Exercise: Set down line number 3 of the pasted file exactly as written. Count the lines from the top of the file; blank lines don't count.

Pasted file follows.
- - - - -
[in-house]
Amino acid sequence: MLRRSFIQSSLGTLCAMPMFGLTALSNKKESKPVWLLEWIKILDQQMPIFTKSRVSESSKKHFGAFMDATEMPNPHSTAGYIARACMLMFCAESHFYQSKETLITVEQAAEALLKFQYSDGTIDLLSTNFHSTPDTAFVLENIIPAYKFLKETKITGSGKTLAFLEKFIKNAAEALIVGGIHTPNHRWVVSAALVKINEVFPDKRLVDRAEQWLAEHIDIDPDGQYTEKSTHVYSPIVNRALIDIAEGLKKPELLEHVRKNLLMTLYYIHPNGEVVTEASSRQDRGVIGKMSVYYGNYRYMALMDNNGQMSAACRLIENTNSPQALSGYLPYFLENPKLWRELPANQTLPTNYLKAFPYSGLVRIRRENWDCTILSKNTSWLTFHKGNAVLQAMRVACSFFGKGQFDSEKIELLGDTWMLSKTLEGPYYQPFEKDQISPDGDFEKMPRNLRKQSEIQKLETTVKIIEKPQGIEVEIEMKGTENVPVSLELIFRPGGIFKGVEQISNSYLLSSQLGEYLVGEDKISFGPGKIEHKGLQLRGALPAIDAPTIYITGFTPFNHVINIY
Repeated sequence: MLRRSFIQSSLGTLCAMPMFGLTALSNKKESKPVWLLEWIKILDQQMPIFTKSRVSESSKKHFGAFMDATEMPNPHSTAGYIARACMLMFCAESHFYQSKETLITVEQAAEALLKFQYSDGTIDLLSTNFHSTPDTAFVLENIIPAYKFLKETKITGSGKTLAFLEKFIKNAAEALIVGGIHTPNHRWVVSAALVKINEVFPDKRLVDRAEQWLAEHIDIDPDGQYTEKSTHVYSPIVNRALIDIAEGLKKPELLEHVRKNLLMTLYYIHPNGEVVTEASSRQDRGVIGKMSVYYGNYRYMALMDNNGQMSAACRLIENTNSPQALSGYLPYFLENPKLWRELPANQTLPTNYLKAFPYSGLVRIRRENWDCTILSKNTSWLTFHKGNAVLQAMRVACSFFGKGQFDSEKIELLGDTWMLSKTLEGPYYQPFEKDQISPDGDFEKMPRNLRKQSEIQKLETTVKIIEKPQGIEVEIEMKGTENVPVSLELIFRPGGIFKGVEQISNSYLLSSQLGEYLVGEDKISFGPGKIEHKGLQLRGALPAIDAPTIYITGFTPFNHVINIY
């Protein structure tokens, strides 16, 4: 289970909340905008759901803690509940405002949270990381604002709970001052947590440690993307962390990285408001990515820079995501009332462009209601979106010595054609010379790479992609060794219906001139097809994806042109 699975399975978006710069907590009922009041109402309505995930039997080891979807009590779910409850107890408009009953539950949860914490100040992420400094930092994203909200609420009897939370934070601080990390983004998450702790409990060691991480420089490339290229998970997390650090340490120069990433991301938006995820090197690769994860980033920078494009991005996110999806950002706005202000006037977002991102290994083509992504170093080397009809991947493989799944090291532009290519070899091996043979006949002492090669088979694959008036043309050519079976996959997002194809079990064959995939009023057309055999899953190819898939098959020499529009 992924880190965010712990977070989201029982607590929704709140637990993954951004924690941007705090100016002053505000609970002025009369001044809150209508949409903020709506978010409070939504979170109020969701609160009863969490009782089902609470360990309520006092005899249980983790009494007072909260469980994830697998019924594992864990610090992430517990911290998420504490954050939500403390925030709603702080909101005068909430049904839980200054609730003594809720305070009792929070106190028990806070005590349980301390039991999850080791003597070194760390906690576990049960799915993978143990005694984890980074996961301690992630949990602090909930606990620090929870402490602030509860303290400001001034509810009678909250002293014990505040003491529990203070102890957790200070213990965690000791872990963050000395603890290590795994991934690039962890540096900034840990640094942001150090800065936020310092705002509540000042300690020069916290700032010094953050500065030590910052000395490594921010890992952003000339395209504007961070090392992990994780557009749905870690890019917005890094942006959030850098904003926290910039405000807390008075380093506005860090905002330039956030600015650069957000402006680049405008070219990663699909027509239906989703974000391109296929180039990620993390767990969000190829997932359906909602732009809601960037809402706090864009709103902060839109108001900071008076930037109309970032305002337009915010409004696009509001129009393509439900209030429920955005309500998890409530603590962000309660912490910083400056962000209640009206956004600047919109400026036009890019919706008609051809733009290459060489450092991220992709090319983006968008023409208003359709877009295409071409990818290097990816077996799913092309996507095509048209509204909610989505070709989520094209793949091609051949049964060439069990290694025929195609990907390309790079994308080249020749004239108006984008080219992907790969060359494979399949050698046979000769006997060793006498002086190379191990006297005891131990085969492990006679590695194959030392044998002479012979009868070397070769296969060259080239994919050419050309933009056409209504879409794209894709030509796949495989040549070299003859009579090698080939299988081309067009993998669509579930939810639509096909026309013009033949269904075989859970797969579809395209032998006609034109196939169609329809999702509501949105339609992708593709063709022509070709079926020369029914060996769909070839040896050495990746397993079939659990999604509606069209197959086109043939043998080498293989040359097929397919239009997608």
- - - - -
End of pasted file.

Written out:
Repeated sequence: MLRRSFIQSSLGTLCAMPMFGLTALSNKKESKPVWLLEWIKILDQQMPIFTKSRVSESSKKHFGAFMDATEMPNPHSTAGYIARACMLMFCAESHFYQSKETLITVEQAAEALLKFQYSDGTIDLLSTNFHSTPDTAFVLENIIPAYKFLKETKITGSGKTLAFLEKFIKNAAEALIVGGIHTPNHRWVVSAALVKINEVFPDKRLVDRAEQWLAEHIDIDPDGQYTEKSTHVYSPIVNRALIDIAEGLKKPELLEHVRKNLLMTLYYIHPNGEVVTEASSRQDRGVIGKMSVYYGNYRYMALMDNNGQMSAACRLIENTNSPQALSGYLPYFLENPKLWRELPANQTLPTNYLKAFPYSGLVRIRRENWDCTILSKNTSWLTFHKGNAVLQAMRVACSFFGKGQFDSEKIELLGDTWMLSKTLEGPYYQPFEKDQISPDGDFEKMPRNLRKQSEIQKLETTVKIIEKPQGIEVEIEMKGTENVPVSLELIFRPGGIFKGVEQISNSYLLSSQLGEYLVGEDKISFGPGKIEHKGLQLRGALPAIDAPTIYITGFTPFNHVINIY